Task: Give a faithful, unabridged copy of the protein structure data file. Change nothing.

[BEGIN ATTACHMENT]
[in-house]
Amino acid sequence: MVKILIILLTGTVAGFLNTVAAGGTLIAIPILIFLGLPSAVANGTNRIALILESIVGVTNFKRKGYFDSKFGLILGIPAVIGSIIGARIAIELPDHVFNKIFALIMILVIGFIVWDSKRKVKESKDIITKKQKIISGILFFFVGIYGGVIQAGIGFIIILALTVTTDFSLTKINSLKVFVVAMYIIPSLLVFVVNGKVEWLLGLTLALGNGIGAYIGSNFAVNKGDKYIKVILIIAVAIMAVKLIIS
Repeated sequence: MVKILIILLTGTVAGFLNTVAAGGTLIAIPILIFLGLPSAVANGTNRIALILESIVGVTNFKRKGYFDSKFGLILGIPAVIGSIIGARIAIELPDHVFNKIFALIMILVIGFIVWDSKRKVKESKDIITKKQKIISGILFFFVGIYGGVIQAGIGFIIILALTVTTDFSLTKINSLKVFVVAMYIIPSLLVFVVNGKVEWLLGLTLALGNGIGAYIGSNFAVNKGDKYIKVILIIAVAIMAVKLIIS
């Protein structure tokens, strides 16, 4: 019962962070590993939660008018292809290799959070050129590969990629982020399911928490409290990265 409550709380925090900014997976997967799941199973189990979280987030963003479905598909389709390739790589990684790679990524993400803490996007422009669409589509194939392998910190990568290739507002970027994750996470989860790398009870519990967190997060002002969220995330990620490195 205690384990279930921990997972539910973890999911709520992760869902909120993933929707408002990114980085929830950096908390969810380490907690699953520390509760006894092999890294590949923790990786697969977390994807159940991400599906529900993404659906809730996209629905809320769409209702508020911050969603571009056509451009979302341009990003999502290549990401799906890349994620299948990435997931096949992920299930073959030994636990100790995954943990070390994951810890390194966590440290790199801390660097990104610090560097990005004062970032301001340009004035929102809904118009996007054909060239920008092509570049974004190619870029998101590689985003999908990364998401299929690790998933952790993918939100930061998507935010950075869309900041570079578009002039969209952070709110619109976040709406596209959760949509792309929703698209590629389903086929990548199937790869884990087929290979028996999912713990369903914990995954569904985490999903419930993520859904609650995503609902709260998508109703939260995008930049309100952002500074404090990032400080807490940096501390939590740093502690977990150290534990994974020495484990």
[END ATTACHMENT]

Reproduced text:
[in-house]
Amino acid sequence: MVKILIILLTGTVAGFLNTVAAGGTLIAIPILIFLGLPSAVANGTNRIALILESIVGVTNFKRKGYFDSKFGLILGIPAVIGSIIGARIAIELPDHVFNKIFALIMILVIGFIVWDSKRKVKESKDIITKKQKIISGILFFFVGIYGGVIQAGIGFIIILALTVTTDFSLTKINSLKVFVVAMYIIPSLLVFVVNGKVEWLLGLTLALGNGIGAYIGSNFAVNKGDKYIKVILIIAVAIMAVKLIIS
Repeated sequence: MVKILIILLTGTVAGFLNTVAAGGTLIAIPILIFLGLPSAVANGTNRIALILESIVGVTNFKRKGYFDSKFGLILGIPAVIGSIIGARIAIELPDHVFNKIFALIMILVIGFIVWDSKRKVKESKDIITKKQKIISGILFFFVGIYGGVIQAGIGFIIILALTVTTDFSLTKINSLKVFVVAMYIIPSLLVFVVNGKVEWLLGLTLALGNGIGAYIGSNFAVNKGDKYIKVILIIAVAIMAVKLIIS
């Protein structure tokens, strides 16, 4: 019962962070590993939660008018292809290799959070050129590969990629982020399911928490409290990265 409550709380925090900014997976997967799941199973189990979280987030963003479905598909389709390739790589990684790679990524993400803490996007422009669409589509194939392998910190990568290739507002970027994750996470989860790398009870519990967190997060002002969220995330990620490195 205690384990279930921990997972539910973890999911709520992760869902909120993933929707408002990114980085929830950096908390969810380490907690699953520390509760006894092999890294590949923790990786697969977390994807159940991400599906529900993404659906809730996209629905809320769409209702508020911050969603571009056509451009979302341009990003999502290549990401799906890349994620299948990435997931096949992920299930073959030994636990100790995954943990070390994951810890390194966590440290790199801390660097990104610090560097990005004062970032301001340009004035929102809904118009996007054909060239920008092509570049974004190619870029998101590689985003999908990364998401299929690790998933952790993918939100930061998507935010950075869309900041570079578009002039969209952070709110619109976040709406596209959760949509792309929703698209590629389903086929990548199937790869884990087929290979028996999912713990369903914990995954569904985490999903419930993520859904609650995503609902709260998508109703939260995008930049309100952002500074404090990032400080807490940096501390939590740093502690977990150290534990994974020495484990």